A couple of months ago, physicists at CERN, Switzerland, claimed they had found a fatal flaw in Einstein’s theory of relativity. Their findings immediately lit up the Internet with activity, created widespread worldwide debate and shook the foundations of physics. These physicists were essentially putting a noose around the neck of relativity. After some criticism, they refined their experiments this week, made more precise measurements, and still confirmed their original findings.
Originally, they found that 15,000 neutrinos outraced a beam of light, reaching the finish line 60 feet ahead of a light beam, over a distance of about 450 miles. My blog entry on November 1st, “Update on the 15,000 Neutrinos That Seemed to Outrace a Beam of Light” explained more about the original experiment and how the physicists calculated the original result.
One criticism lodged against this experiment was that the beam of neutrinos was not precise, spread out over 10,000 billions of a second. Now, they have done the experiment again, with a beam spread out over 3 billionths of a second and they still find the neutrino beam outracing the light beam. If you aren’t aware already — This is extremely bad news for relativity. According to Einstein, nothing can go faster than light, so a neutrino beam cannot possibly outrace a light beam! If this is the case – All hell breaks loose, time goes backwards and all of modern physics has to essentially be redone.
But there is still hope for true believers (like me). The weak link in all this is not the neutrino beam at all, but the GPS system used to measure the distance between Geneva and Italy. Several physicists have gone public to challenge the results and claim that the CERN group in fact miscalibrated the distance between Geneva, the GPS satellite, and Italy. Since the discrepancy is on the order of 20 parts per million, it means that even tiny errors have to be factored in.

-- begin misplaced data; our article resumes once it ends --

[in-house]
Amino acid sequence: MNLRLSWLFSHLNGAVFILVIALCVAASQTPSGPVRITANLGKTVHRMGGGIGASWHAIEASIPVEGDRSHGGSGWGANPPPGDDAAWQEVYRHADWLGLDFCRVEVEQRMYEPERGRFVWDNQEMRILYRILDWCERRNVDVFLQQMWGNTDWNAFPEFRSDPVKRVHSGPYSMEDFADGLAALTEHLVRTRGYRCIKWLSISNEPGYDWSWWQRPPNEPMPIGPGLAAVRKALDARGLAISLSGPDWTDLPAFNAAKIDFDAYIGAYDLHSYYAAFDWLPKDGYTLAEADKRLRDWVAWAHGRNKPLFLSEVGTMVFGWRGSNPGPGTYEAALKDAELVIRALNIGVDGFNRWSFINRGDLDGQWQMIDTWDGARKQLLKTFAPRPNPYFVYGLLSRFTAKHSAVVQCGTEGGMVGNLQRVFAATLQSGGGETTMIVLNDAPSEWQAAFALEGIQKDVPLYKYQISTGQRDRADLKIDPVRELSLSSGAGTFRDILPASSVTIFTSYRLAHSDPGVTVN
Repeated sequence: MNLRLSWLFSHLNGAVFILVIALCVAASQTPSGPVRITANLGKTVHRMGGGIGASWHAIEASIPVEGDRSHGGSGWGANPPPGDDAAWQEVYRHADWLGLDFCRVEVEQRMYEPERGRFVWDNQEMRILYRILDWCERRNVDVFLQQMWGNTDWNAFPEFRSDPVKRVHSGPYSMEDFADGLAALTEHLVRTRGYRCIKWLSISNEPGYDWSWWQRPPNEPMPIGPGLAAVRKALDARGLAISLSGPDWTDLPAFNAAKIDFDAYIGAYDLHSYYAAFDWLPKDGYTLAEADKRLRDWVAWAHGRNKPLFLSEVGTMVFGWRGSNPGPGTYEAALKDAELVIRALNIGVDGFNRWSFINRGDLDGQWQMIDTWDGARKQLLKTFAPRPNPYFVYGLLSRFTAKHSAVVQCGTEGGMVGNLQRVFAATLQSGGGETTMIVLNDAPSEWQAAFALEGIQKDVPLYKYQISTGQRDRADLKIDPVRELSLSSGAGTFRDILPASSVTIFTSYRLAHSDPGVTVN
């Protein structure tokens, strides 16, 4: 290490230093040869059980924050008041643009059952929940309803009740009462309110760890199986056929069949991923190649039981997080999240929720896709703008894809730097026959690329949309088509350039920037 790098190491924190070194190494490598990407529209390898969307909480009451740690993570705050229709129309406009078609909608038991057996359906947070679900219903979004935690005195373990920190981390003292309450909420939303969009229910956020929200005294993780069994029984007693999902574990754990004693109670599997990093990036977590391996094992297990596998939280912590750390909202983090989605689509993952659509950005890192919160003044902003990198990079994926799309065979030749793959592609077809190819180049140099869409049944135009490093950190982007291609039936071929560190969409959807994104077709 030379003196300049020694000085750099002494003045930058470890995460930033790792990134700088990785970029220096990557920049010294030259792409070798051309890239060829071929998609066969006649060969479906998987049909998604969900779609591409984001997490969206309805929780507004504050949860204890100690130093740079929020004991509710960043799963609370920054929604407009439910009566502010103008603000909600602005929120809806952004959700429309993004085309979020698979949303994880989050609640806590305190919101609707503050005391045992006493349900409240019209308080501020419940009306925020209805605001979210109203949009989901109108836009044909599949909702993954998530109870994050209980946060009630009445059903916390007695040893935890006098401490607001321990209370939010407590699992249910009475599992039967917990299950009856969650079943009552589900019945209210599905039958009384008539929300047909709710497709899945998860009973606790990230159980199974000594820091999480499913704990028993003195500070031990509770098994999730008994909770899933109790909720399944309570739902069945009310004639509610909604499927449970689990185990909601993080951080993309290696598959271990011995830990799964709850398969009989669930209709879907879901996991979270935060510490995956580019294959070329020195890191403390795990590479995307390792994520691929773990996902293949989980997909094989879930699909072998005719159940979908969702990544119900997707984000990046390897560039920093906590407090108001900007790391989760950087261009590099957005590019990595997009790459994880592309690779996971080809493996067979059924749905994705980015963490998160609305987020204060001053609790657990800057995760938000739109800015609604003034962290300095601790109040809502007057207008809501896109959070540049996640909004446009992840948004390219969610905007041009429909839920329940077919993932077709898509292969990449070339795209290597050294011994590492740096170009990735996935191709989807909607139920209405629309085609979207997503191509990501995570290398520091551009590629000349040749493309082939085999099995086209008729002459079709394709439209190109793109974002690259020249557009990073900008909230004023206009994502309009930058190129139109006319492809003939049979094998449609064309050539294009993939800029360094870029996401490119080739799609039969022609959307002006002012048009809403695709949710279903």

Many physicists point out that in 1987, neutrino’s and light from an ancient supernova outside our galaxy, traveling tens of thousands of light years, reached the earth at roughly the same time. So a measurement made over astronomical distances is probably more reliable than a measurement made over 450 miles. So, relativity is down, but not out. Most physicists, I think, are still rooting for Einstein.
Disclaimer: my own research on string theory is based on relativity, since string theory builds on the foundation of relativity. So if relativity is wrong, most of my own published work goes out the window! Moral: this is how science is done. There are no sacred cows in physics. Every theory has to work every time, in any place. Physics is constantly self-correcting. Even one data point can overthrow the more established theory. But, as Carl Sagan pointed out — “Remarkable Claims Require Remarkable Proof.”